Violet Thayer woke to a bright, merciless light above her that sent razor-blade rays of pain through her eyes and into her brain. God, her head hurt. What had happened? Where was she?
She tried to get up and found she couldn’t. She couldn’t move at all. There was some kind of restraint around her forehead, she realized, strapped painfully tight. Neither could she move her arms or legs. “Hello?” she cried, finding her voice hoarse and querulous, like an old woman’s, which she was.
“Wakey wakey,” called a voice. It was weirdly deep, somehow distorted. The light above her dimmed and she saw that two feet above her head was positioned a complicated apparatus. She couldn’t quite make out what it was for, but it had two nasty-looking drills pointing downwards like accusing fingers. Set above this pair was an iPhone held in a simple clamp, and it was broadcasting via Facetime, like she sometimes did with her daughter in Portland. Even realizing this, however, it took her a minute or two to understand what she seeing on screen.
It was someone wearing a mask, a mask made entirely of curving spirals and spikes, glinting silver metal and black shadows. The mask was dominated first by two large protrusions on the lower cheeks, where the filters on a gas mask would be, and perhaps that’s what they were. Next she noticed the mirrored surfaces of the eyes, which were precisely engraved with black spirals. Gradually she realized that the whole mask was covered in screws, thousands of them in different shapes and sizes, so the mask’s edges were a blurred irregular outline no matter how the wearer turned.
It was familiar, somehow, but Violet’s head still hurt, and she couldn’t wrap her mind around it. “Where am I?”
“Not important,” said the mask on screen.
“Am I in a hospital? Did I have a stroke?” You never knew, at her age.
“Not a hospital. You could say it’s a private facility.”
“Where’s the doctor, then? Why are you talking to me on the phone?”
“Fine questions, all.” The voice sounded pleased. “I see the anesthesia is wearing off. I do my best to be precise about the dose, but I’m not quite a professional, and sometimes I overdo it. Always disappointing when that happens.”
“What do you mean, you’re not a professional? And what’s this thing I’m seeing? Some kind of TV show? Where am I?” Something was wrong. This wasn’t adding up, stroke or no. She tried again to look around. To her right, in her peripheral vision, she saw white walls, a windowless door. To her left there seemed to be another table, with another person on it. “Excuse me! Hello! Are you there? Whoever’s on that bed, are you there?”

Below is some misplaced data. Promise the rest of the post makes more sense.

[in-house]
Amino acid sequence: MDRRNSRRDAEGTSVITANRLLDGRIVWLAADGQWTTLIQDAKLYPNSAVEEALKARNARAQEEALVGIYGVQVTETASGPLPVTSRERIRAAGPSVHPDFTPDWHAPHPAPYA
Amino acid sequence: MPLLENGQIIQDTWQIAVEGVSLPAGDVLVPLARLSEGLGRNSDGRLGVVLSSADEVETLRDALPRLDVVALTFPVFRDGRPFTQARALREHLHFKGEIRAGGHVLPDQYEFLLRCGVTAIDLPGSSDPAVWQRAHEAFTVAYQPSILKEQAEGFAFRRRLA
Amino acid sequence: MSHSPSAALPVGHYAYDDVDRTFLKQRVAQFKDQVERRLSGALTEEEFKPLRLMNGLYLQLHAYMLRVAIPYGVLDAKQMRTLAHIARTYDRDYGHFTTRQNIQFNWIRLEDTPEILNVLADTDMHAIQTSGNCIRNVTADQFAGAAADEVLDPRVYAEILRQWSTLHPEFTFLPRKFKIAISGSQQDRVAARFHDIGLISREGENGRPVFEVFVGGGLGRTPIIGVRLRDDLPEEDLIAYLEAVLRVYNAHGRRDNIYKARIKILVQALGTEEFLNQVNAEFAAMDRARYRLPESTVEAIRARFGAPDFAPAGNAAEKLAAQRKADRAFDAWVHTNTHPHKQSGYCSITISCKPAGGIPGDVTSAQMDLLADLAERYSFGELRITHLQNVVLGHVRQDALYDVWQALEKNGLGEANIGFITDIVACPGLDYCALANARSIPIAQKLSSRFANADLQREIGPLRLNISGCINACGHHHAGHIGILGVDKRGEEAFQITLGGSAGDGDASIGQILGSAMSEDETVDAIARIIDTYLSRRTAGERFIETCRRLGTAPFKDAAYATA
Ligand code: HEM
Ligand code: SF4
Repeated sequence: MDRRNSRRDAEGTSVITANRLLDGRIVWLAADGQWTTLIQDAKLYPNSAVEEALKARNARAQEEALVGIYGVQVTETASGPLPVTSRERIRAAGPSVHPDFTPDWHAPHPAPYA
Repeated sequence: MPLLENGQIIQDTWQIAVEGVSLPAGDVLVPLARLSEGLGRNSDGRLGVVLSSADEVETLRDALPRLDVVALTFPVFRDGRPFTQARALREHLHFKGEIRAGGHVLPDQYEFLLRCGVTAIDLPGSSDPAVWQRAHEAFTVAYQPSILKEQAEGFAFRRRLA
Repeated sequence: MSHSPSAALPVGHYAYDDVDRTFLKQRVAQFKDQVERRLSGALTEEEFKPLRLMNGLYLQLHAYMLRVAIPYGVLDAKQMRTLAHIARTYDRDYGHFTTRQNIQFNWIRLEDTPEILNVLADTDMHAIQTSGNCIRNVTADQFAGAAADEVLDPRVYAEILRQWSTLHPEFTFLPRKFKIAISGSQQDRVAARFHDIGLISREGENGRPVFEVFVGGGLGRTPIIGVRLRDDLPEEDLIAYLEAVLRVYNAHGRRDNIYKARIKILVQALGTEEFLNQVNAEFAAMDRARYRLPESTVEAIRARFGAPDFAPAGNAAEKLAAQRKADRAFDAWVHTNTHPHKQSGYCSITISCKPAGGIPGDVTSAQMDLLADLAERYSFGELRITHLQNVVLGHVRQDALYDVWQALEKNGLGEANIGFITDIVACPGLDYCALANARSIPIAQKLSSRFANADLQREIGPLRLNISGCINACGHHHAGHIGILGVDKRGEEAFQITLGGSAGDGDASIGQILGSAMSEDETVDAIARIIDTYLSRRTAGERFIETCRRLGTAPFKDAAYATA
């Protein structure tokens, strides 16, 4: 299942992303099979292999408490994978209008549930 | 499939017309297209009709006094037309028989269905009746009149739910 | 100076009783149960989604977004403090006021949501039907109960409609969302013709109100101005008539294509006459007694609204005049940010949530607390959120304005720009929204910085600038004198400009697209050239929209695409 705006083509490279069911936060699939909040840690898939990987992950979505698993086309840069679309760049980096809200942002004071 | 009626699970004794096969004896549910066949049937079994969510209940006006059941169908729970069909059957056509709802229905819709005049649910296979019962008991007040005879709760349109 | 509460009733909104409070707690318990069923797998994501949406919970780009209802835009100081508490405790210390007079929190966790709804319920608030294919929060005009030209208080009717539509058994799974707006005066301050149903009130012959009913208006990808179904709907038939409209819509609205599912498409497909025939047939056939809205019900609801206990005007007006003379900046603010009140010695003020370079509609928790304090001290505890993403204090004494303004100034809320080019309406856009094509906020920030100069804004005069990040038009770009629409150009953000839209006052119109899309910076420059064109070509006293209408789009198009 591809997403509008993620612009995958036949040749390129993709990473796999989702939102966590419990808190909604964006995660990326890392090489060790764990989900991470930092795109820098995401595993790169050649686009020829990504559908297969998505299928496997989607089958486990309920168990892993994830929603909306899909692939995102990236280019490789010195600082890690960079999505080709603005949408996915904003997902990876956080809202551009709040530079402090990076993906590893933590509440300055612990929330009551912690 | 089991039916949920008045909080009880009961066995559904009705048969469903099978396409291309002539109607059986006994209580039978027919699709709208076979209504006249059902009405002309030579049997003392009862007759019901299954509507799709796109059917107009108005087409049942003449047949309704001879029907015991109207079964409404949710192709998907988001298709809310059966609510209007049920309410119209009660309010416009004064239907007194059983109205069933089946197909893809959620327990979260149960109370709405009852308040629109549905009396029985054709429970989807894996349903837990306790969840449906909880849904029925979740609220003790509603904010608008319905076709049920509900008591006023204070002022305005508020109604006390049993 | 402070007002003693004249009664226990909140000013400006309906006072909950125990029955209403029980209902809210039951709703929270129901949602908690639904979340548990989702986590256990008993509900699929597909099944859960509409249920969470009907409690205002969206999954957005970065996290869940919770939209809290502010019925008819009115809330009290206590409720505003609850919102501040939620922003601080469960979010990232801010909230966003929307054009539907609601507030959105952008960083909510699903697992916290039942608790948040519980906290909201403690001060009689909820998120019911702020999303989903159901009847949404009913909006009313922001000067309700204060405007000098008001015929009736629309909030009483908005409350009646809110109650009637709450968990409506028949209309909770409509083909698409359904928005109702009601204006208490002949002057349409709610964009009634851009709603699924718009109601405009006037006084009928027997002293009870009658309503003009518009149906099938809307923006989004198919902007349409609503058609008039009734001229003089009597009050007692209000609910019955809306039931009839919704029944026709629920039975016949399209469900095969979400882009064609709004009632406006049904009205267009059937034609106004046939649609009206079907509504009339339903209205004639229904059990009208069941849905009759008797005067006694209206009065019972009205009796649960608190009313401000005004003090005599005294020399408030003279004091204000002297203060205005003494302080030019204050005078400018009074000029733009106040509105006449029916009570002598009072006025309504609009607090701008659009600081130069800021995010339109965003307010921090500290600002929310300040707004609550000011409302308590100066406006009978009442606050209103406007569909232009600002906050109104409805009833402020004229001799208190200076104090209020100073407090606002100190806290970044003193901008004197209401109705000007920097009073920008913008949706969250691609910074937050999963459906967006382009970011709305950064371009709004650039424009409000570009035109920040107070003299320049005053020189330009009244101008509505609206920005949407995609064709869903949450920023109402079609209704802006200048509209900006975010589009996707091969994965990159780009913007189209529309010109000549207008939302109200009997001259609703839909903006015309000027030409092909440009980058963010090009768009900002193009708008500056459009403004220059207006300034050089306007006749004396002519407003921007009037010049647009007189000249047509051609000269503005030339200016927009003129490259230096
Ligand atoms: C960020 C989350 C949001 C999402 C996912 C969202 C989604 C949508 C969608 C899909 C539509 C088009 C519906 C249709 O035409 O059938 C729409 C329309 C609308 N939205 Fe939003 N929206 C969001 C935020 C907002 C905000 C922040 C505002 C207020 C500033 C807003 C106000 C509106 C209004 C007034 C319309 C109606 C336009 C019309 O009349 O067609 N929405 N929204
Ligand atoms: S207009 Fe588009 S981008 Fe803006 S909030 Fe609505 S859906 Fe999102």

“Take it easy!” her observer said. “We don’t want you to tire yourself out. We have important things to talk about. There are decisions to be made.”
She closed her eyes and hung her head, focused on just breathing. “Where am I?” she repeated.
“I’m happy to say that you’ve been chosen to be part of an experiment,” the voice said. “You can regard it as an opportunity. If you live up to expectations, you get to leave here unharmed. If you fail, well, let’s just say you’re screwed.”
She looked up, eyes widening, seeing those drills again. They were positioned, she realized, directly above her eyes. All of a sudden she was fully awake, adrenalin spiking through her thin old body. She shuddered once, uncontrollably. “You’re the one they’ve been talking about on the news. That killer, what do they call you? The Screwball or something.”
“They call me Thumbscrew, thank you very much,” the madman growled. “Screwball seems a little undignified, wouldn’t you agree?”
Oh, she was in bad trouble here. She hadn’t been in trouble like this maybe ever, unless you counted when she’d run from Arnie, her first husband, after he’d smashed a beer bottle over her head when she was nineteen. That had been a bad time, too, but this was worse. “What do you want?”
“I want to show the world something essential about the human spirit,” Thumbscrew said. “Namely its utter emptiness. Its pliability. The darkness at its core. There remain those who believe in something righteous at the heart of it all, and I simply detest them. They’re either hypocritical or ignorant, every one, and the damage they do in this belief is simply incredible. So I like to take people of faith and goodness, like yourself, and give them the chance to open their eyes. To accept the reality of the world, red in tooth and claw.”
“Let me go,” Violet said suddenly. “If this is a joke, you’ve gone far enough. It’s not funny. Let me leave now, or I’ll call the police.”
Thumbscrew laughed. “You’re not going anywhere. Not until we’re finished.”
“Help!” she screamed, as loud as she could. “Somebody help! Anybody!” She struggled in her restraints, but she couldn’t move an inch. There was even a collar around her throat.
“There’s no one here to help you,” said her tormentor. “And Violet, the longer you go on like this, the harder it’s going to be for you. On the other hand, if you’ll just do something for me, one little thing, I’ll certainly let you go. Did you notice your friend over there?”
“Yes. But I don’t think I know him.”
“Can’t see very well, can you? Here, let me show you.” The phone cut to an image of a man’s face. He was white-haired, with a goatee and mustache. Not bad-looking. He looked dignified; she imagined him as a professor, or retired doctor. Around his forehead was a band of brown leather, cinched tight.